I carried the dogs' limp bodies to the car and Mum drove us to the Vet.  I ran in with Wilson, then ran back and got Molly.  When I opened the door at the Vet I couldn't see anyone.  No receptionist, no Vets; and the consulting rooms were empty.  I ran straight into the consulting room calling "hello?" as a Vet was coming out.  I left Wilson there and went back for Molly.  We now had 2 Vets, the receptionist, me, and my Mum, all running around trying to do things.  The Vets put drips in Wilson and Molly, and turned the fans on, as well as taking their temperatures.  Wilson's was 44 degrees.  I now felt that there were enough other people doing things for me to let my emotions go.  I ran from Wilson to Molly, and back again, hugging them, and saying sorry over and over again with tears streaming down my face.  After an hour or so of fans, cold baths, wet towels, and IV drips, their temperatures had returned to normal, however they were not good.  The Vet told me that I could leave them there overnight, or take them down to the Vet hospital; however I got the impression that things "should be ok".  Mum suggested I go home to think about it and have a rest from my emotions.

Before getting home I had already decided that I would take them to the hospital.  On Mum's advice I lay down on the bed, but all that I could think of was their limp bodies.  I was already torturing myself, but had no idea of what was to come.  

Mum and I returned the Vet, collected the dogs, and headed to Werribee.  We got there, put the dogs on a trolley that was waiting, I signed some forms, and they took them in.  We were in the waiting area, they had taken the dogs and were doing "something".  We waited for what seemed like an eternity.  I read the cards of thanks that were pinned up on the wall - the vast majority were "thanks for trying, our pet X had a good life"; these messages did nothing to ease my fears.  The Vet came back to get me so I could have a look at them, they were on the ground in the corner of a big room full of animals in kennels.  They had drips in, and ECG machines.  They were both lifeless, although would make eye contact.  The Vet then asked that we go and talk about them "somewhere quiet".  She explained that Wilson had suffered badly, and whilst there was a chance, it wasn't good.  I didn't quite realise just how little hope there was, and she outlined a treatment plan for him which I agreed to.  My mood swung from self-hatred to positive-thoughts and back again.  When we left I had a conversation with Wilson in which I told him to hang in there, and we'd be back chasing planes at the park in no time.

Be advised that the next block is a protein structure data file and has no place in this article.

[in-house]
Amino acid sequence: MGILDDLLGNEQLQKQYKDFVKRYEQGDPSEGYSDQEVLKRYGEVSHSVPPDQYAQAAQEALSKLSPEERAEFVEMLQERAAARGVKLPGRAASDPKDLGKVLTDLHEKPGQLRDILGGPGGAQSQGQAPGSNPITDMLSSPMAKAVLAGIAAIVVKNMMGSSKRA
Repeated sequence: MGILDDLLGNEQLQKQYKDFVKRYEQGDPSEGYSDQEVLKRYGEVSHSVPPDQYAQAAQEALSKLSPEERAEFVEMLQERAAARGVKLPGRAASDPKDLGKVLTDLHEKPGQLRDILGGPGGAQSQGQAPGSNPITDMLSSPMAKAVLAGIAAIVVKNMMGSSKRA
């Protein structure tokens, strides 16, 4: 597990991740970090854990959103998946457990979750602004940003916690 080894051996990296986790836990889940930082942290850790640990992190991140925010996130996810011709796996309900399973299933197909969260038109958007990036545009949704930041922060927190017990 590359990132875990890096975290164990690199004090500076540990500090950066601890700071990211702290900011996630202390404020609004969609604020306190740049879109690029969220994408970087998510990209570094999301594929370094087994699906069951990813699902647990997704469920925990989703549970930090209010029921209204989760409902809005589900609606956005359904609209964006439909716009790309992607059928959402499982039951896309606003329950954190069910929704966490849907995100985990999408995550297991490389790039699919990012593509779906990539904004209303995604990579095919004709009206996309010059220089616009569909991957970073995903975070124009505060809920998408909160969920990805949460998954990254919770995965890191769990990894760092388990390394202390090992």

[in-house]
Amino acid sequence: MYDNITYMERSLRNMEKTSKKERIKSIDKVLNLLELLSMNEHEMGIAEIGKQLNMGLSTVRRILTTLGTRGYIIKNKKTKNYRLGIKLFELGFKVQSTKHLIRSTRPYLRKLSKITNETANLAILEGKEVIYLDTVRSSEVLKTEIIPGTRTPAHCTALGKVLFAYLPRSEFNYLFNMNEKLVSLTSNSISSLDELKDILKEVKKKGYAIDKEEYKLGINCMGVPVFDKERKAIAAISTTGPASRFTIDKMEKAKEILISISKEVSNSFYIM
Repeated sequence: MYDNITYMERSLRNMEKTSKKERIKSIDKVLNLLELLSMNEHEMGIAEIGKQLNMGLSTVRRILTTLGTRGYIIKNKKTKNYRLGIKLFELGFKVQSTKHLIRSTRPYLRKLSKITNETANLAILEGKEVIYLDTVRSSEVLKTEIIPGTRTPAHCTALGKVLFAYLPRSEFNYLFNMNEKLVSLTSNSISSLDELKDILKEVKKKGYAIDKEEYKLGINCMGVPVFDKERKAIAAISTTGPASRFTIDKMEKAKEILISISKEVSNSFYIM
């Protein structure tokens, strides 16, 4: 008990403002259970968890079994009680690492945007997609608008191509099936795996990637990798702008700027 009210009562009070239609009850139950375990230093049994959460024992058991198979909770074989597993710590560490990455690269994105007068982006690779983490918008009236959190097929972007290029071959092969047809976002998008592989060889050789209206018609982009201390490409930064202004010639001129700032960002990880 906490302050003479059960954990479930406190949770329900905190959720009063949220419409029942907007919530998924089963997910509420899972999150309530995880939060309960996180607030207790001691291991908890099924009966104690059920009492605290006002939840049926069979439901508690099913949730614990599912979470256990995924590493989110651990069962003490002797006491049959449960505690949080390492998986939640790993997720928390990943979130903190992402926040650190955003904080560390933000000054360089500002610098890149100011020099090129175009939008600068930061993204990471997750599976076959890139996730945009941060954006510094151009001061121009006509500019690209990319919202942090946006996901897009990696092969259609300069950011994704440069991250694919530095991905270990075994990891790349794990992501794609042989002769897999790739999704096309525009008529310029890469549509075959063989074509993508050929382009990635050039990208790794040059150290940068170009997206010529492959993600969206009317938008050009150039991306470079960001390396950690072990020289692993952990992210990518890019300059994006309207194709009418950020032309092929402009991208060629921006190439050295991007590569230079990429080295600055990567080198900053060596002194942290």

I drove home, dropped Mum off, and then went to the hospital to see Clare and Ruby.  I told Clare everything that had happened.  We were still talking when Clare's phone rang (mine was out of battery and being charged).  It was the Vet, they wanted me to go back.  I knew this was bad, and Clare and I talked about putting Wilson down if that was what was required.  When I arrived at the Vet, Wilson had been intubated and had a machine breathing for him.  Looking into his eyes I saw nothing.  I collapsed, I had left only an hour or so earlier full of hope, and it was now clear that I had killed my beloved Wilson.  I had a very brief conversation with the Vet, and we agreed it was time to put him down.  They took me into a room, and brought him in.  I signed a piece of paper, and they told me to tell them when they wanted to do it.  Looking into his eyes was painful.  A machine was breathing for him, but he was already gone, he wasn't there, his eyes were glazed over.  I told the Vet to "do it now", and as she did it, I said "Thank-you for all you have given me", and "Sorry", over and over, to Wilson.  The Vet left, and I was in the room with Wilson, now completely lifeless, with all tubes and drips removed.  I spent some time talking to his lifeless body, recounting fun times we've had, all the time with tears streaming down my face.  I eventually left, and went to speak with Molly.  I don't recall talking about Molly with the Vet, but left believing that she would be ok.  Given that I'd just seen my best friend die, I don't know why I wasn't more worried about Molly; perhaps its that she's always been the stronger one between the two.

The above all happened on Wednesday 14th.  As I write this 10 days have passed and Molly has made slow but steady improvements, and despite many worrying signs, is continuing to hold on.  I am now holding onto the hope that Molly will one day soon be home again, but at the same time cannot get away from the fact that it was my action of leaving Wilson and Molly in the car that led to Wilson's death.  I loved him like a child, yet now blame myself for his death.